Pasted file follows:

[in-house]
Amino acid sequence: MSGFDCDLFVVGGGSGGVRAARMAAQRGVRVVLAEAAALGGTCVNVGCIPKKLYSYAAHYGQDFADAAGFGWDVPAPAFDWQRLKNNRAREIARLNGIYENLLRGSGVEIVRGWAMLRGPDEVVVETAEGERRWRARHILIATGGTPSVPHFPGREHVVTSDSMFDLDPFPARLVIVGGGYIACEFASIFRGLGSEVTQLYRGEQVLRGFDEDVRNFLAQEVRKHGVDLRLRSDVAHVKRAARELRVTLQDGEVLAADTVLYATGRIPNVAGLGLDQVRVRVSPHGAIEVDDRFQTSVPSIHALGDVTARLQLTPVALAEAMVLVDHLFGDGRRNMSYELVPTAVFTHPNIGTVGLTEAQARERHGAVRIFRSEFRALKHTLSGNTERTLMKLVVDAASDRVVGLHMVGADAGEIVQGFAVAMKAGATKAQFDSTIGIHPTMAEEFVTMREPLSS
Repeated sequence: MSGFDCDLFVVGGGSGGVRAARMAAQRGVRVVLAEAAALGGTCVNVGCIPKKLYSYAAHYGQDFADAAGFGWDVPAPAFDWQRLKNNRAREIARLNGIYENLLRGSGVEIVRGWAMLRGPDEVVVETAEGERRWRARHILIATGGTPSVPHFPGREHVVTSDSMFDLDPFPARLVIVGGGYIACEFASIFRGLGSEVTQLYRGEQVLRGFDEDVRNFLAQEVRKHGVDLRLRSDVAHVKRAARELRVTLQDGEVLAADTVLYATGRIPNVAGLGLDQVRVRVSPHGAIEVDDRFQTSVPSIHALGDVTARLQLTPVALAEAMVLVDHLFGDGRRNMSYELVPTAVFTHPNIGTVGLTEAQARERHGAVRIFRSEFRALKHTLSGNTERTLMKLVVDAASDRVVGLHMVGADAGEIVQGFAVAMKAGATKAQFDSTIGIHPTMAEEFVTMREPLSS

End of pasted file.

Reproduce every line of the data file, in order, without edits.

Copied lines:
[in-house]
Amino acid sequence: MSGFDCDLFVVGGGSGGVRAARMAAQRGVRVVLAEAAALGGTCVNVGCIPKKLYSYAAHYGQDFADAAGFGWDVPAPAFDWQRLKNNRAREIARLNGIYENLLRGSGVEIVRGWAMLRGPDEVVVETAEGERRWRARHILIATGGTPSVPHFPGREHVVTSDSMFDLDPFPARLVIVGGGYIACEFASIFRGLGSEVTQLYRGEQVLRGFDEDVRNFLAQEVRKHGVDLRLRSDVAHVKRAARELRVTLQDGEVLAADTVLYATGRIPNVAGLGLDQVRVRVSPHGAIEVDDRFQTSVPSIHALGDVTARLQLTPVALAEAMVLVDHLFGDGRRNMSYELVPTAVFTHPNIGTVGLTEAQARERHGAVRIFRSEFRALKHTLSGNTERTLMKLVVDAASDRVVGLHMVGADAGEIVQGFAVAMKAGATKAQFDSTIGIHPTMAEEFVTMREPLSS
Repeated sequence: MSGFDCDLFVVGGGSGGVRAARMAAQRGVRVVLAEAAALGGTCVNVGCIPKKLYSYAAHYGQDFADAAGFGWDVPAPAFDWQRLKNNRAREIARLNGIYENLLRGSGVEIVRGWAMLRGPDEVVVETAEGERRWRARHILIATGGTPSVPHFPGREHVVTSDSMFDLDPFPARLVIVGGGYIACEFASIFRGLGSEVTQLYRGEQVLRGFDEDVRNFLAQEVRKHGVDLRLRSDVAHVKRAARELRVTLQDGEVLAADTVLYATGRIPNVAGLGLDQVRVRVSPHGAIEVDDRFQTSVPSIHALGDVTARLQLTPVALAEAMVLVDHLFGDGRRNMSYELVPTAVFTHPNIGTVGLTEAQARERHGAVRIFRSEFRALKHTLSGNTERTLMKLVVDAASDRVVGLHMVGADAGEIVQGFAVAMKAGATKAQFDSTIGIHPTMAEEFVTMREPLSS